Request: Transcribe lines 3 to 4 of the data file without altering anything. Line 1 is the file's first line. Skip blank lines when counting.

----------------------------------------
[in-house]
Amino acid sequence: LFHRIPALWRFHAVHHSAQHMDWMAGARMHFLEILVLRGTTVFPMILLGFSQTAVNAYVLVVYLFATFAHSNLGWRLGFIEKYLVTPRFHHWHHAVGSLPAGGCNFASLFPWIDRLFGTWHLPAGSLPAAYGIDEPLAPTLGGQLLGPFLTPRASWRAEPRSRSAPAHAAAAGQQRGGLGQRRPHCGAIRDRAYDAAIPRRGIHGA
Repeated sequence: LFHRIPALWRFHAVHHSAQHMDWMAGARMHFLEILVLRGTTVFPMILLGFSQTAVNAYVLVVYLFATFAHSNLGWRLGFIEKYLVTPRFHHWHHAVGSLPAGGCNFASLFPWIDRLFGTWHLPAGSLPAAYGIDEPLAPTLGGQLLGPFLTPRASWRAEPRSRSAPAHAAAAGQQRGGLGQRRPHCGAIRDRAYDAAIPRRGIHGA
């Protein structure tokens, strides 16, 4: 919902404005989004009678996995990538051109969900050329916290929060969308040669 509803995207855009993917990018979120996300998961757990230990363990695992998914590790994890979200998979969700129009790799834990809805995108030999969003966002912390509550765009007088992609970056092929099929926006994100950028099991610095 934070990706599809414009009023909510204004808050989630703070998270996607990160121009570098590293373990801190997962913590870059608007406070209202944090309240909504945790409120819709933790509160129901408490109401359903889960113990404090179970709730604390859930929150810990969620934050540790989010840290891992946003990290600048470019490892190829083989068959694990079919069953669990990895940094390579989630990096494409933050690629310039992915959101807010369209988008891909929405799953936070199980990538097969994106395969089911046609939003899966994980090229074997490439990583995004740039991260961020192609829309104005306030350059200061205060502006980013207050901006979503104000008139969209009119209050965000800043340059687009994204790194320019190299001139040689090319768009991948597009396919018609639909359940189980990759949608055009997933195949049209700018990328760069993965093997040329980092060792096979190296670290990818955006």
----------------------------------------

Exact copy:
Repeated sequence: LFHRIPALWRFHAVHHSAQHMDWMAGARMHFLEILVLRGTTVFPMILLGFSQTAVNAYVLVVYLFATFAHSNLGWRLGFIEKYLVTPRFHHWHHAVGSLPAGGCNFASLFPWIDRLFGTWHLPAGSLPAAYGIDEPLAPTLGGQLLGPFLTPRASWRAEPRSRSAPAHAAAAGQQRGGLGQRRPHCGAIRDRAYDAAIPRRGIHGA
């Protein structure tokens, strides 16, 4: 919902404005989004009678996995990538051109969900050329916290929060969308040669 509803995207855009993917990018979120996300998961757990230990363990695992998914590790994890979200998979969700129009790799834990809805995108030999969003966002912390509550765009007088992609970056092929099929926006994100950028099991610095 934070990706599809414009009023909510204004808050989630703070998270996607990160121009570098590293373990801190997962913590870059608007406070209202944090309240909504945790409120819709933790509160129901408490109401359903889960113990404090179970709730604390859930929150810990969620934050540790989010840290891992946003990290600048470019490892190829083989068959694990079919069953669990990895940094390579989630990096494409933050690629310039992915959101807010369209988008891909929405799953936070199980990538097969994106395969089911046609939003899966994980090229074997490439990583995004740039991260961020192609829309104005306030350059200061205060502006980013207050901006979503104000008139969209009119209050965000800043340059687009994204790194320019190299001139040689090319768009991948597009396919018609639909359940189980990759949608055009997933195949049209700018990328760069993965093997040329980092060792096979190296670290990818955006």